The Well Travelled Wine Rack

The Well Travelled Wine Rack

The Well Travelled Wine Rack

If this looks like any ordinary wine rack well, let me tell you, it’s not. I cannot get rid of this wine rack. Let me tell you it’s story.


This wine rack came into our lives in the summer of 2012. Remember 2012? London Olympics, over 1 DECADE ago. I was spending the summer of 2012 in Atlanta, USA where my now husband (James) was living at the time. Always trying to be slightly quirky (as clean cut as he is), he decided he would love to have a wine rack in his living room. After enquiring at a local wine shop, off we went, to purchase said wine rack. I don’t think google maps was as big back then, so we didn’t think twice, we (shock horror) printed instructions and off we went. After about 20 minutes, the location we were driving through started to become slightly…risky lets just say. Then more so. Until we took the final right (or was it left?), and into an empty building site we found ourselves. I asked him to turn around and get out of there as it all seemed slightly wrong. But out the car we got, in 38 degree, 100% humidity heat, and I believe we were greeted by a dog. Thankfully, soon after, a lovely man came out and said we were in the right place. The question of how to transport said wine rack was had, and the man (and dog) agreed to deliver it.

So off we drove, back to civilisation. Except, James didn’t live in a big American house, with a spacious front door. It required him and the lovely man to carry this up a narrow stair case and narrow front door. Did I mention it was 38 degrees and 100% humidity? Thankfully, all went well, and after a generous delivery tip, we had our wine rack (who needs normal shelving?).

(Myself and James, looking like babies, at the Wine Racks first home in Atlanta, USA).

Cut to November 2012 (4 months after purchase) and, as I am already living back in London, James decides to move back. Rather than selling his belongings prior to moving, he decides to ship a few (huge) American furniture. Including the wine rack. The shipping cost was way higher than the price we paid for the wine rack.

When the shipment arrives in London, we had just rented a very small 1 bedroom flat in Hampstead, north London. Low and behold, the wine rack did not fit through the flat door. Off came the front door (because getting rid of the wine rack was never an option). We made it and the wine rack sat proudly in our north London living room (the front door never shut quite the same way thereafter).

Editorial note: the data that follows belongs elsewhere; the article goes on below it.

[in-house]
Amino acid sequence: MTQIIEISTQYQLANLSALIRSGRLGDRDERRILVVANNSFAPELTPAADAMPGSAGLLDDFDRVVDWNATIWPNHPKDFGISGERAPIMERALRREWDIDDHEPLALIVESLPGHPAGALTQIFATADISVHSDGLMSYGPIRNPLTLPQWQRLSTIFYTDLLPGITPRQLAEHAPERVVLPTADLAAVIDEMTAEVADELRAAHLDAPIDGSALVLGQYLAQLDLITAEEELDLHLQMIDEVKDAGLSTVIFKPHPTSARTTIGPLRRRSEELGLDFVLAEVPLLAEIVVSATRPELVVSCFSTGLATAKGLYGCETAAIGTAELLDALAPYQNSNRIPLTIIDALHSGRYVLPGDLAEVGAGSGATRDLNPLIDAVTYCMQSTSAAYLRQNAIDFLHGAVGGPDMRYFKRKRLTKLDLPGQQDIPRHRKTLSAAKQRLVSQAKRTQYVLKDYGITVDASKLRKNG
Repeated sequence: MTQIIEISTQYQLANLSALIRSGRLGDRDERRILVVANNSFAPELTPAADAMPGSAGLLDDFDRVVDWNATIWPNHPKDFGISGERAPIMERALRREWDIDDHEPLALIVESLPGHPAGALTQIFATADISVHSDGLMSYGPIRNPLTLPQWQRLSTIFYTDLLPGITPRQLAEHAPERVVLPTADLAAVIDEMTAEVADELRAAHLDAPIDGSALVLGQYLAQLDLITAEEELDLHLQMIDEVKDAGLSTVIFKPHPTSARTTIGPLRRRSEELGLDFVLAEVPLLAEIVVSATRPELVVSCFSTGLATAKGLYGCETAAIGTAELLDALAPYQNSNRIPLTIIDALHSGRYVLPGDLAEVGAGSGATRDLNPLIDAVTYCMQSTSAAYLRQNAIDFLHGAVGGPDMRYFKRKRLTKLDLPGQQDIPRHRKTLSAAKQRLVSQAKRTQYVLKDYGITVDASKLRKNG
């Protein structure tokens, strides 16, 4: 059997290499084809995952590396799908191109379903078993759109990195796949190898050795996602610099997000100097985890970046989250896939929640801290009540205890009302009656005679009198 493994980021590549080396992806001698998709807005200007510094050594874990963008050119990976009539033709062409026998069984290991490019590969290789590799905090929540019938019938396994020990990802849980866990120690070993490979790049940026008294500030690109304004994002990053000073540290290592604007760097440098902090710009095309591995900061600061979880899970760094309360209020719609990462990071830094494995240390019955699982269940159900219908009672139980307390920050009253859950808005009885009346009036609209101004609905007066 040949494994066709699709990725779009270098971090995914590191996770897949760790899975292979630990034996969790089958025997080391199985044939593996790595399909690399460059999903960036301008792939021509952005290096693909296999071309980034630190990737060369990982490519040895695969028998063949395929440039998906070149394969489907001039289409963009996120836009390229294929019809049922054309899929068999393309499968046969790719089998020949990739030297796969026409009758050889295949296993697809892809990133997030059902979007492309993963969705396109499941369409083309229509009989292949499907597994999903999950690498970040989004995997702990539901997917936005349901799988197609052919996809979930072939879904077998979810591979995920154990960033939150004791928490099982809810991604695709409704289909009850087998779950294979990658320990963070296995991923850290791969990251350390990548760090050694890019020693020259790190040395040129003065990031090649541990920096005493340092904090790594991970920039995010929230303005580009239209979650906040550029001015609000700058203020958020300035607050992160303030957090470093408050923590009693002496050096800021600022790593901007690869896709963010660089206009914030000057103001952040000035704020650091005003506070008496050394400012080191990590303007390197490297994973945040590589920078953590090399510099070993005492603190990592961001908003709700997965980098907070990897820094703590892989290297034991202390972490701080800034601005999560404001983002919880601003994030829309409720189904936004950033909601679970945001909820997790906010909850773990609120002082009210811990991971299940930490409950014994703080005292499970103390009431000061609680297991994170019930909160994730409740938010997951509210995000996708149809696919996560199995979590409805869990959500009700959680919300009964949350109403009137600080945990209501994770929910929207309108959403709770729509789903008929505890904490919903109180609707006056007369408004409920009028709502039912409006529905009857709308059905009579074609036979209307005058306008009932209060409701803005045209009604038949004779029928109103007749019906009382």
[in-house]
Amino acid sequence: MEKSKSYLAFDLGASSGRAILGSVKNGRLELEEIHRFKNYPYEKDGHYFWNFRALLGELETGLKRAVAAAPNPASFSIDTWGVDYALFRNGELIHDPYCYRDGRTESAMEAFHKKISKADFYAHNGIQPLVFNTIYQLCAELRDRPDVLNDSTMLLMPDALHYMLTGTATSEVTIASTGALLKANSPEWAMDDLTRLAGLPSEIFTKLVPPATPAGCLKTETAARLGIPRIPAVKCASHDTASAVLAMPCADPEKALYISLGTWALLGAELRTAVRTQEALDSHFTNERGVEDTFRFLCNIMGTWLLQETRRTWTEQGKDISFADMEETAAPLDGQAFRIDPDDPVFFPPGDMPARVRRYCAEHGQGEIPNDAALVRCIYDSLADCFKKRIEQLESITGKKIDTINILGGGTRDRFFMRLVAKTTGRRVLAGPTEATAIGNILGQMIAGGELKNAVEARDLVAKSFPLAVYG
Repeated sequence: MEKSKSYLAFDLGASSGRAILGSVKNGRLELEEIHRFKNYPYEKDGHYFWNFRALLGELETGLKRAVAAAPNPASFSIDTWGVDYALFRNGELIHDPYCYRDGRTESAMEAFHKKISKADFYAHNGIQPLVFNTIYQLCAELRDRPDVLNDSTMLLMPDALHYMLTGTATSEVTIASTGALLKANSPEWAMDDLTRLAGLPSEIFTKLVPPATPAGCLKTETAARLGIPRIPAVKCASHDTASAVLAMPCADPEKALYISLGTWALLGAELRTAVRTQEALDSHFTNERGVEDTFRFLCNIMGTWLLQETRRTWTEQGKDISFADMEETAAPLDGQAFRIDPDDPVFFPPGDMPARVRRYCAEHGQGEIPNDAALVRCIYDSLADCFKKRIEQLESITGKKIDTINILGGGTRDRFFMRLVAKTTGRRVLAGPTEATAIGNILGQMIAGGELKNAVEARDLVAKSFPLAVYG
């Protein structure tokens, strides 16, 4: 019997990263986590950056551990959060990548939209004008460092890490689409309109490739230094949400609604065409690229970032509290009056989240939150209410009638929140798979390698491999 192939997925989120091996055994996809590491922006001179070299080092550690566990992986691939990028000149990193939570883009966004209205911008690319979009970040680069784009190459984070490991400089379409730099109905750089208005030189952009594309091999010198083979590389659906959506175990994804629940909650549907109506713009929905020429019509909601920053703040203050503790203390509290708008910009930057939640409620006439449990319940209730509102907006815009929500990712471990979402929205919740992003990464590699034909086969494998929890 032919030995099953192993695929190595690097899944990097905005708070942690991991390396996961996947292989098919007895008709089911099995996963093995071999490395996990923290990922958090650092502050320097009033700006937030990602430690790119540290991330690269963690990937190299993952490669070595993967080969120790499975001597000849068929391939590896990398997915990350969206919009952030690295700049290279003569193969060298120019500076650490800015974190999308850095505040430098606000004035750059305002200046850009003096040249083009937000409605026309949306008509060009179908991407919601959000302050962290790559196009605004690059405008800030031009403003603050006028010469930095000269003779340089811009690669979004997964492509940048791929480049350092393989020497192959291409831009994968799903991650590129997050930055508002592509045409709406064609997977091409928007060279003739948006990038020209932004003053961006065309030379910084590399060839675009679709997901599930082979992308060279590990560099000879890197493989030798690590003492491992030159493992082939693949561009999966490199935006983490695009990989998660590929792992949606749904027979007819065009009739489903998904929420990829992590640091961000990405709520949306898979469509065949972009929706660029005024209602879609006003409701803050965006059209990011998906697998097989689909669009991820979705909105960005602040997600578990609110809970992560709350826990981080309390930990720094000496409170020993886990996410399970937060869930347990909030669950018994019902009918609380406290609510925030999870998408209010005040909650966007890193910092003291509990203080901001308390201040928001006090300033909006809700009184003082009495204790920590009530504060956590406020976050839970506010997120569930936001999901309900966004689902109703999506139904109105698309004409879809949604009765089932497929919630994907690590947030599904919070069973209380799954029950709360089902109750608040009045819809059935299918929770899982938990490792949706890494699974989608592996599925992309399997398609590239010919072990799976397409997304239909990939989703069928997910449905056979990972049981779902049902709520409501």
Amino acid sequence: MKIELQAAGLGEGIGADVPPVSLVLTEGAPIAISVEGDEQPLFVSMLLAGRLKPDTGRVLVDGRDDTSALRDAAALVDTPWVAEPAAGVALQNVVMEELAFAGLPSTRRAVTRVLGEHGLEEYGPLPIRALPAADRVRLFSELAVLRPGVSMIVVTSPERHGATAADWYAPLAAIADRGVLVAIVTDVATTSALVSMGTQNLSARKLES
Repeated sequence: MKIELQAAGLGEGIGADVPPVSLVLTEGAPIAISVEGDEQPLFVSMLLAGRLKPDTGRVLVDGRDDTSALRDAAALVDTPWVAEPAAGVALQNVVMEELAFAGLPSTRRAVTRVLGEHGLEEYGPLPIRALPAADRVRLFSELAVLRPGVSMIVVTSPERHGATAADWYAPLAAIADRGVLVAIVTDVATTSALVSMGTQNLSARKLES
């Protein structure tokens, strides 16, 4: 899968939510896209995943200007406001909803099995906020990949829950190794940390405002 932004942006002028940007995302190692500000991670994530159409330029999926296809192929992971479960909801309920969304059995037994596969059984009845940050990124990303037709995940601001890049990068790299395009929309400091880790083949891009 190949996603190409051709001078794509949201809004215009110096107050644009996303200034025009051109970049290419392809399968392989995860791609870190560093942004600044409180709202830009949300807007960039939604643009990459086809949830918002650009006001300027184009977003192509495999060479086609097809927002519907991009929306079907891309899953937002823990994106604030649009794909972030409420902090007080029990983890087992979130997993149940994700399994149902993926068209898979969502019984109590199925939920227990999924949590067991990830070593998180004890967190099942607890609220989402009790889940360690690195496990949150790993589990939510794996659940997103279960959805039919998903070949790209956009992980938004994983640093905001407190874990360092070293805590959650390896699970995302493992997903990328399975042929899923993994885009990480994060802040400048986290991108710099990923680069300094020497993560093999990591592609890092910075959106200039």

Because we were in London, we had a rat infestation which saw us flee said flat 6 months later. Out came the front door, out came the wine rack into the moving van (of course). This time we were going to a flat in Chiswick in one of those mansion house buildings. Still a small flat. A few markings are probably still in the hallway walls from the wine rack. So for the next 1.5 years, the wine rack sat proudly behind the couch (did I mention this was a small living room?).

(A friend of mine and I, deep in contemplation with the Wine Rack standing regally behind us)

As is life with renters, we had to move yet again. This time to another (small) 1 bedroom flat just south of the river. With a narrow front door to the building, and an even narrower flat door, there was no way the wine rack would fit through. So we cut it in half. Of course. Why wouldn’t we. Giving the wine rack away was never an option.

So James spent what seemed like hours, sawing this wine rack in the Chiswick flat so it could get into our new flat. Now, as a 2 piece furniture, one half sat proudly in our (yet again) small living room, while the other half became our wardrobe (yes, you read correctly).

6 months later, we of course decided to move again. Thankfully, only 2 doors down this time, but the wine rack came with us once again. Sitting proudly in our now, slightly bigger, living room.

(Our Daughter, looking slightly unimpressed, with the Wine Rack in the background in our house in Mortlake, London)

We managed to stay 2 years in this house. A long time for us. But, after having our first child, so came the “dreaded” move to the countryside. James was happy, I was not. But we found a lovely house here in Reigate. And so we moved, in September 2017, and so did the, now 2 piece wine rack. Except our house could only accommodate 1 half. There was no space for the second half. By now I had painted one of the halves. So, we allocated the original half to our shop in Dorset. Grateful for James’ dad and his van for taking this off our hands. But as child #2 came, the house became a lot smaller, and the (1/2) wine rack started feeling very cramped in our not so spacious living room.


(Myself with some of my Brazilian family, now in Reigate, with half the wine rack in the background)

In comes allocation number 2. Second half of the wine rack is sent (with a tug in our hearts) to our Dorset shop. Where it stays. Until March 2023. When it reappears on my door step. Again.

(Half the wine rack looking beautiful in our old Dorset shop)

We decided to close our Dorset shop and had to bring all our stock and furnishings to our Reigate shop. Cue to another moving truck, and low and behold, a 2 piece wine rack back in my house. Give it away I say. No way said James.

Cut to now, and our 2 piece wine rack in now back as a one piece, dual colour display in our Reigate shop. Doing what it does best. Showcasing amazing, award winning English wine.

(The Wine Rack, in it's entirety, back together, looking wonderful in our Reigate shop).
(The Wine Rack, in it's entirety, back together, looking wonderful in our Reigate shop).

It’s safe to say this wine rack will die with us. Does it make me happy? Deep down, it's pure love between me and the wine rack.

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